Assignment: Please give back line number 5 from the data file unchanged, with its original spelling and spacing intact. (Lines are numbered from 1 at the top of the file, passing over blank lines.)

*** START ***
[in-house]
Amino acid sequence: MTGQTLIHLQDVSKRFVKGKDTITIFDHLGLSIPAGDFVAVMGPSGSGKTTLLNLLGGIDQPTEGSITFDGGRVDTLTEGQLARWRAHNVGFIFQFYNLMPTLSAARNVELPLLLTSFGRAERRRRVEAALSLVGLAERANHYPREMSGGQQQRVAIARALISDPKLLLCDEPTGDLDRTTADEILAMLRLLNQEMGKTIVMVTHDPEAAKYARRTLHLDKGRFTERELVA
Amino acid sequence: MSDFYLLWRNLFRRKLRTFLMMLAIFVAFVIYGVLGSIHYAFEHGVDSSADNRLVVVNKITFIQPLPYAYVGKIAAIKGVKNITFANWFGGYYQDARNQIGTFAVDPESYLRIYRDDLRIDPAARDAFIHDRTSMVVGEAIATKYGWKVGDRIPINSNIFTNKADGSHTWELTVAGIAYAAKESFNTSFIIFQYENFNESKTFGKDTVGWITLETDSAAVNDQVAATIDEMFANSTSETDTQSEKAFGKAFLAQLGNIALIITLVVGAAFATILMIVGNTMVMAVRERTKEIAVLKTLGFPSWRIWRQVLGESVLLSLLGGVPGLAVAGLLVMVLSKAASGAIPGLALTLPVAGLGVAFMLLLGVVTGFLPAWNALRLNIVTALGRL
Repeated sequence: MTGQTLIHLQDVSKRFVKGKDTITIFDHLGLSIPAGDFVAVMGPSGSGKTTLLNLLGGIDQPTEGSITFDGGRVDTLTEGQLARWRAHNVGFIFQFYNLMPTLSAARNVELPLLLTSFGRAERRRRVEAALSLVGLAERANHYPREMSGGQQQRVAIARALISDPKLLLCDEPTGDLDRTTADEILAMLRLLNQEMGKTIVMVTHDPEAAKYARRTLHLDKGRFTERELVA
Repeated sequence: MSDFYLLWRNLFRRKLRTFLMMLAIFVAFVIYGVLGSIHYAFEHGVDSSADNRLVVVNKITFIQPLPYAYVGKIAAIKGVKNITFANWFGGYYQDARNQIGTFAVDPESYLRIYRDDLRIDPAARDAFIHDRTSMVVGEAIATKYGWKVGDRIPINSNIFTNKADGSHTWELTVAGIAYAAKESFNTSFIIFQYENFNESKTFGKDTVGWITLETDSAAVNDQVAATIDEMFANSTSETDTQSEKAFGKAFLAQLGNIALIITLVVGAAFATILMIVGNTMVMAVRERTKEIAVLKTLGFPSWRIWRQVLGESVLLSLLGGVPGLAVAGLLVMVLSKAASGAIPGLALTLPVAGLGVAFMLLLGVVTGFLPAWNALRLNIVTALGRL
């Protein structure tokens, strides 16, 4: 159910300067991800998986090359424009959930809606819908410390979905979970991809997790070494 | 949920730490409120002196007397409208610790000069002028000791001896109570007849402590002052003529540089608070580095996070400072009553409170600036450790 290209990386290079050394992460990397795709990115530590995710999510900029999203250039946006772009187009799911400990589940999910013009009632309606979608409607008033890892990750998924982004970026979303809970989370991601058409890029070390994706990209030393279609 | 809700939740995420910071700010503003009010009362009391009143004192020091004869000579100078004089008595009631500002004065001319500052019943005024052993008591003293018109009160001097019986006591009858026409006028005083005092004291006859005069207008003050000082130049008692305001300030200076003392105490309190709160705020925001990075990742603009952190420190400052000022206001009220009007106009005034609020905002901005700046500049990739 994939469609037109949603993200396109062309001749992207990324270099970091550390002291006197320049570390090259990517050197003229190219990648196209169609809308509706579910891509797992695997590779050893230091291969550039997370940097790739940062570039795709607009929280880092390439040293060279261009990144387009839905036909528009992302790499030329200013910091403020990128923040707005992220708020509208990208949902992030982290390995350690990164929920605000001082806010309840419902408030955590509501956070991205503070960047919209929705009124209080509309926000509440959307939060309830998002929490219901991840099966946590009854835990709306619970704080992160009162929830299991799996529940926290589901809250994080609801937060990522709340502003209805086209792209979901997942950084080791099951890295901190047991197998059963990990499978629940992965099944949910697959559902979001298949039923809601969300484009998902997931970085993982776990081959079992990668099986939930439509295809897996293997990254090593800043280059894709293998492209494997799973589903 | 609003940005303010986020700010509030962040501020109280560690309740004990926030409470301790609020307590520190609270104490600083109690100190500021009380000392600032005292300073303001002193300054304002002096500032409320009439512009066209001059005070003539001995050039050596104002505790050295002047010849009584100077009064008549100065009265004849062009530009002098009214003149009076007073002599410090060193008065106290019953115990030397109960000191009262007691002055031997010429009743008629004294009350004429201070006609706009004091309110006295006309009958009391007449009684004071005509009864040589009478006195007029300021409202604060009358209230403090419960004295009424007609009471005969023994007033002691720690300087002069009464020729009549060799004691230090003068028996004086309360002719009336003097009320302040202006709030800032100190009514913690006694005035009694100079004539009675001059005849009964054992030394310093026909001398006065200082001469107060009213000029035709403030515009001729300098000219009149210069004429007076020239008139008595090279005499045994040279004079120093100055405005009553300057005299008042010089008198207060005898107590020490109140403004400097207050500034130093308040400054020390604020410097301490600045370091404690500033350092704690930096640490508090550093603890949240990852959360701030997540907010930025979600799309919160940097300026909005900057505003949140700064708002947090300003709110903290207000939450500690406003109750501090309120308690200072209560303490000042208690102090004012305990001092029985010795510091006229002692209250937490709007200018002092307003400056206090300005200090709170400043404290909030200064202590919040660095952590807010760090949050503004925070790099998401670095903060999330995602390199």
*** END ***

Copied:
Repeated sequence: MSDFYLLWRNLFRRKLRTFLMMLAIFVAFVIYGVLGSIHYAFEHGVDSSADNRLVVVNKITFIQPLPYAYVGKIAAIKGVKNITFANWFGGYYQDARNQIGTFAVDPESYLRIYRDDLRIDPAARDAFIHDRTSMVVGEAIATKYGWKVGDRIPINSNIFTNKADGSHTWELTVAGIAYAAKESFNTSFIIFQYENFNESKTFGKDTVGWITLETDSAAVNDQVAATIDEMFANSTSETDTQSEKAFGKAFLAQLGNIALIITLVVGAAFATILMIVGNTMVMAVRERTKEIAVLKTLGFPSWRIWRQVLGESVLLSLLGGVPGLAVAGLLVMVLSKAASGAIPGLALTLPVAGLGVAFMLLLGVVTGFLPAWNALRLNIVTALGRL